Why is entrepreneurship so glorified in spite of a huge failure rate?

Entrepreneurship is and always has been about working where there is a high rate of failure. Begging the question, why is is so glorified?

Entrepreneurship is glorified by people selling you something.

Watch for it, it becomes apparent…

That blog that has a book for sale.

There is an incubator in my town that celebrates entrepreneurship so much they encourage people quit their jobs to become one.

That investor who actually seems to kind of prey on early stage startups and new founders.

Even that TV show, movie, or magazine, that is selling you tickets and subscriptions.

Given the nature of the world economy and the [lack of] loyalty of companies to employees, we’re drawn to the idea of entrepreneurship and so we pay, and risk, for the possibility.

It’s rather like a drug if you think about it.

In many ways, entrepreneur is a drug.

That word I mean.

See, a startup founder isn’t necessarily an entrepreneur and an entrepreneur isn’t necessarily a business owner.

That’s the fix. The hit.

Entrepreneur, as coined by Jean Baptise Say, really refers to the distinct personality type of someone, anyone, who can’t help but see and address gaps in the market, moving resources to do so and creating new opportunities in the process.

That can be evident in any line of work or even someone who doesn’t have a job.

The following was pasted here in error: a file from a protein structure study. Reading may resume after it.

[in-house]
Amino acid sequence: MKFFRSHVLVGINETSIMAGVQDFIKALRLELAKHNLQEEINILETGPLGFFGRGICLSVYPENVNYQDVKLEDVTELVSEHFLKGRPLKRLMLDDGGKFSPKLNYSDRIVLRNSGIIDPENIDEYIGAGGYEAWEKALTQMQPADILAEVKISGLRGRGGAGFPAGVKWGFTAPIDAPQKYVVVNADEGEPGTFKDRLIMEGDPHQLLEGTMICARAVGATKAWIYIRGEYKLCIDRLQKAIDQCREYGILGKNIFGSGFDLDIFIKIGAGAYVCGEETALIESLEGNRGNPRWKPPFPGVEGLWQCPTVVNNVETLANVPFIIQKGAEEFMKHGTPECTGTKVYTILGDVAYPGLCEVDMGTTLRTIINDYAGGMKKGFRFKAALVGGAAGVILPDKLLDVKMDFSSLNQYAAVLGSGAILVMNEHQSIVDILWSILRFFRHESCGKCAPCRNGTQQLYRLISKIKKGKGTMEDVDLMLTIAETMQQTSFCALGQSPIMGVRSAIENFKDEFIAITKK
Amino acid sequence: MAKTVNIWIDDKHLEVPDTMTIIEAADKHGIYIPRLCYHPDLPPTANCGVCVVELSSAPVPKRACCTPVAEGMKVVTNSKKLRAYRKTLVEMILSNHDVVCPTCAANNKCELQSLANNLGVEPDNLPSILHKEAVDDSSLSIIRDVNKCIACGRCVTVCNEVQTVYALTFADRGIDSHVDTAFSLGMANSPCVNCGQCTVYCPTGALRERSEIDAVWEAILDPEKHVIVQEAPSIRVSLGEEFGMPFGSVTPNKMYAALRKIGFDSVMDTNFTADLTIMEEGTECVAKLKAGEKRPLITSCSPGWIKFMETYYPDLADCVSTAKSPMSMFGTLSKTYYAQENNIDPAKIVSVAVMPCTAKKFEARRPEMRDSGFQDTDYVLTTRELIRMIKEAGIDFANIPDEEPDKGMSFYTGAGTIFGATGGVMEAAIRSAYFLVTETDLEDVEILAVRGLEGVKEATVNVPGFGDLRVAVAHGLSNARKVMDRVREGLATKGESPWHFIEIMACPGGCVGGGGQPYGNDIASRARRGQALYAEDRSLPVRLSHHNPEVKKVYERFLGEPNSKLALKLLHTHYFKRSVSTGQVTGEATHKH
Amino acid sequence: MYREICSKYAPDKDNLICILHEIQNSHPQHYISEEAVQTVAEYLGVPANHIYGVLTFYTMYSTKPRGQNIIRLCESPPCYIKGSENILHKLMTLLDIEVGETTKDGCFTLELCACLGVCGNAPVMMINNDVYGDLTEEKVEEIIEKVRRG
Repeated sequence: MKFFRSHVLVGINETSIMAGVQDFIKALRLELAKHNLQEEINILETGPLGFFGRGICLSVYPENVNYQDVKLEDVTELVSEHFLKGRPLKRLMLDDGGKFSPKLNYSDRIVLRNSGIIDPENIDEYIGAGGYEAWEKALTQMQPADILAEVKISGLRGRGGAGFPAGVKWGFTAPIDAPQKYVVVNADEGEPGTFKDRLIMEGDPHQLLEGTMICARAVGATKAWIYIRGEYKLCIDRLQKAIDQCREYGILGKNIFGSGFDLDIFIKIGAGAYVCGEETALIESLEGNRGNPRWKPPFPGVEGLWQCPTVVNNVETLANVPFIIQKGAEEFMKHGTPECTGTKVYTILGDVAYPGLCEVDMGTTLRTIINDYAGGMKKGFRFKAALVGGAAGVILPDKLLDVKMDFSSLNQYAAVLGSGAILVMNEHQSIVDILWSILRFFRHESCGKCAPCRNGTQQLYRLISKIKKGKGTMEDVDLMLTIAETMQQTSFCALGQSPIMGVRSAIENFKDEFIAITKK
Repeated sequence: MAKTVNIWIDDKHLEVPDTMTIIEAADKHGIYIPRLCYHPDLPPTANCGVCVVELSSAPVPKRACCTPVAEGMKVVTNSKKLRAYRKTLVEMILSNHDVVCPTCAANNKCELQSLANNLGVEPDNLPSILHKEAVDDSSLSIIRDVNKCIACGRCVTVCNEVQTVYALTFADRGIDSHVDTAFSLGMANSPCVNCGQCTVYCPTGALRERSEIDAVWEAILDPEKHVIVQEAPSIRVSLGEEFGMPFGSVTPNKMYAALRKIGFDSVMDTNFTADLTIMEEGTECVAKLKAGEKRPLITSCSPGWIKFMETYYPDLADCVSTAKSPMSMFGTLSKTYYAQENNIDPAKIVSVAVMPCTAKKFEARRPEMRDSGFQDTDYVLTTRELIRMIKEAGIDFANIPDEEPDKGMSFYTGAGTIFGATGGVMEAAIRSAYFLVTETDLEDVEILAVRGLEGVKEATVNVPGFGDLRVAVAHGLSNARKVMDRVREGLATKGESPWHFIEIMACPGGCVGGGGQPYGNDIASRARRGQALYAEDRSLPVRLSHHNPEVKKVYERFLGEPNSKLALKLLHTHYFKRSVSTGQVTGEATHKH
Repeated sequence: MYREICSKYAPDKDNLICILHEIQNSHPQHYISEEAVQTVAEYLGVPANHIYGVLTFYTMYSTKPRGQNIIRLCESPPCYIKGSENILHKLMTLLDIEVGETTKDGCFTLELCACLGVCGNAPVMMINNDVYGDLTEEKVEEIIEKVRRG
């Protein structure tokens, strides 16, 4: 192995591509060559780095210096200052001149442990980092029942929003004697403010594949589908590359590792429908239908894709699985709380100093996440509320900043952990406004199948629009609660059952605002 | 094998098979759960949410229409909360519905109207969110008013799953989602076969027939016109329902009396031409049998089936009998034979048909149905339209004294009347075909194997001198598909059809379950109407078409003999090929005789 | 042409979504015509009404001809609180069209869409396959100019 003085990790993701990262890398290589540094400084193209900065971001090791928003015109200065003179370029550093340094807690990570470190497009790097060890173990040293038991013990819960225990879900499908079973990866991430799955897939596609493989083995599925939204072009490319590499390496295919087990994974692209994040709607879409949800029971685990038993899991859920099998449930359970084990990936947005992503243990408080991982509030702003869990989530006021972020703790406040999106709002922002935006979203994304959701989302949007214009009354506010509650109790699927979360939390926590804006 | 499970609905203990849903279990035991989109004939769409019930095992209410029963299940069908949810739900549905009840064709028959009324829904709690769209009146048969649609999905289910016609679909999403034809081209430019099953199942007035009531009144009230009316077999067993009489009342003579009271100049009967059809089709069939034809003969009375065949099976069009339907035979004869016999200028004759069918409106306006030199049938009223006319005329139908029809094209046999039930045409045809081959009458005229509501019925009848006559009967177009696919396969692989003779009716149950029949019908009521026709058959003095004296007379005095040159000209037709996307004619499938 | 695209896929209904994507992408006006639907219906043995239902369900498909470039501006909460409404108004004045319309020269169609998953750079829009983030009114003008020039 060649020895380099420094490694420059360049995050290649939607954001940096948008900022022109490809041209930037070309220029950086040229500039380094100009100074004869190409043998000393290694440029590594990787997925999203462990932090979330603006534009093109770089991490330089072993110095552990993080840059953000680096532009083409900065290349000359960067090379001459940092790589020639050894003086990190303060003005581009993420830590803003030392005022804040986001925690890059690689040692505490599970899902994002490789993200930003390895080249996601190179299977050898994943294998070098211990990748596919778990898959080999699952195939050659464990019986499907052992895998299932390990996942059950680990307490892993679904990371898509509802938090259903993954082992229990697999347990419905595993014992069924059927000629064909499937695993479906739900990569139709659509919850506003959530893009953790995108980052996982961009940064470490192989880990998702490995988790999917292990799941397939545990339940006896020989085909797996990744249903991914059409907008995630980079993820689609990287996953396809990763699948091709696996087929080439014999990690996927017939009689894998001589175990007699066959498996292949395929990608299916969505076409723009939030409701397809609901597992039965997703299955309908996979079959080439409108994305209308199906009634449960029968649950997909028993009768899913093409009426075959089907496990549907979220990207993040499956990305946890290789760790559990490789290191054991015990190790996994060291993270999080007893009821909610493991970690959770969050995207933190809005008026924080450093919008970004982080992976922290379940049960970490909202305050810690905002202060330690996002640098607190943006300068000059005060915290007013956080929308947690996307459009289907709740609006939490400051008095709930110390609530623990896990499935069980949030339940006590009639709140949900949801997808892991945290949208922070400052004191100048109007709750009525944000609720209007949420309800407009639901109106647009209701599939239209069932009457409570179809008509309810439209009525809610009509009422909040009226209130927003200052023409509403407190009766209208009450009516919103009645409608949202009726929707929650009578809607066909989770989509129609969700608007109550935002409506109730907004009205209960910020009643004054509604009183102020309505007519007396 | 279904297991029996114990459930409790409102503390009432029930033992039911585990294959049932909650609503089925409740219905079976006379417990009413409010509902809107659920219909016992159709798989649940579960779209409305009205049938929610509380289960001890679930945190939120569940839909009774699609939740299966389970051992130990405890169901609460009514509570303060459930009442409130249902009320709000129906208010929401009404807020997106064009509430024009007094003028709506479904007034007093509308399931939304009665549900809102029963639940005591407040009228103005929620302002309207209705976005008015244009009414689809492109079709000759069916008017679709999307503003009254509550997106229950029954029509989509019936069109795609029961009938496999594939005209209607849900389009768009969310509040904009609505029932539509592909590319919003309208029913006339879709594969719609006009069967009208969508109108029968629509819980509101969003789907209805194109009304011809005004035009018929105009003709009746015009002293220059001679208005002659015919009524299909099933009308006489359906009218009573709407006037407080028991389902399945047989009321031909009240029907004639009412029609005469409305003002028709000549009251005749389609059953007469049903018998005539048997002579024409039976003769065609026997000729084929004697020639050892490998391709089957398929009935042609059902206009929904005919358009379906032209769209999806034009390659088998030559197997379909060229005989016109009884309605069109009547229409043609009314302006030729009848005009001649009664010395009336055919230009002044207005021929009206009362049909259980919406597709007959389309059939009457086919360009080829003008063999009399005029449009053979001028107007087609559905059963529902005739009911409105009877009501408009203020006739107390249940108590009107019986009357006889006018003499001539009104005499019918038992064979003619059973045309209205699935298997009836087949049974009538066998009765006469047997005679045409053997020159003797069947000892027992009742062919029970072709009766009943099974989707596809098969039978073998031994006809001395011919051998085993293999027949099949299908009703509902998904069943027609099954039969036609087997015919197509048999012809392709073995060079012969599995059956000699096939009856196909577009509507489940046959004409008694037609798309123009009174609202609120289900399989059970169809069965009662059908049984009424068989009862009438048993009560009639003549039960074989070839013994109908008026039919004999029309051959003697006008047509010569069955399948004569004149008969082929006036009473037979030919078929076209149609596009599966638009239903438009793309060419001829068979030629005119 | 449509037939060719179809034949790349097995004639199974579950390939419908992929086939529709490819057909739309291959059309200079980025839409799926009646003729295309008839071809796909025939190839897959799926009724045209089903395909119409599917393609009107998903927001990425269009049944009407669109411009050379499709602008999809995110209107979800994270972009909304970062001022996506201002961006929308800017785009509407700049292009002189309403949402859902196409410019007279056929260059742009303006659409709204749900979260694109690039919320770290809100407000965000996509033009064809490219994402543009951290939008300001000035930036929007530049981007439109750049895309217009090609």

That employee at the company who always and unexpectedly finds creative solutions for things? Probably an entrepreneur.

Your spouse or partner who is raising the kids, who is solving issues with the neighborhood association? Probably entrepreneurial.

And yes, SOME founders and business owners are entrepreneurial but it’s important to distinguish THAT work because some aren’t. And that’s okay, entrepreneurship is like a drug.

A business example of the distinction? Mark Zuckerberg isn’t entrepreneurial. Elon Musk is.

I certainly wouldn’t mind having either’s success but they are different types of founders.

And here’s the bottom line, it’s rather like a drug.

Entrepreneurship is dangerous.

It has a huge failure rate because it’s the work involving most and repeated risk doing new things.

Most of that WILL fail. That’s what it is.

Recent studies are showing that entrepreneurs are among the highest prone to depression and other mental health issues.

It’s a drug. Some are hooked. Some aren’t. All suffer from it. Some get the hit of a great fix. Most struggle along with it until they just can’t do it anymore.

And thus what to watch for in those that deal drugs… if someone is selling you entrepreneurship, they’re making money on getting you hooked. Look instead to those practically altruistically helping people who ARE entrepreneurs. It’s a struggle, but unlike a drug, it is from that struggle that the world improves; so many help. Many sell it to them, that’s the glorification. Others pragmatically help in near philanthropic ways so that entrepreneurs might make it through the struggle.

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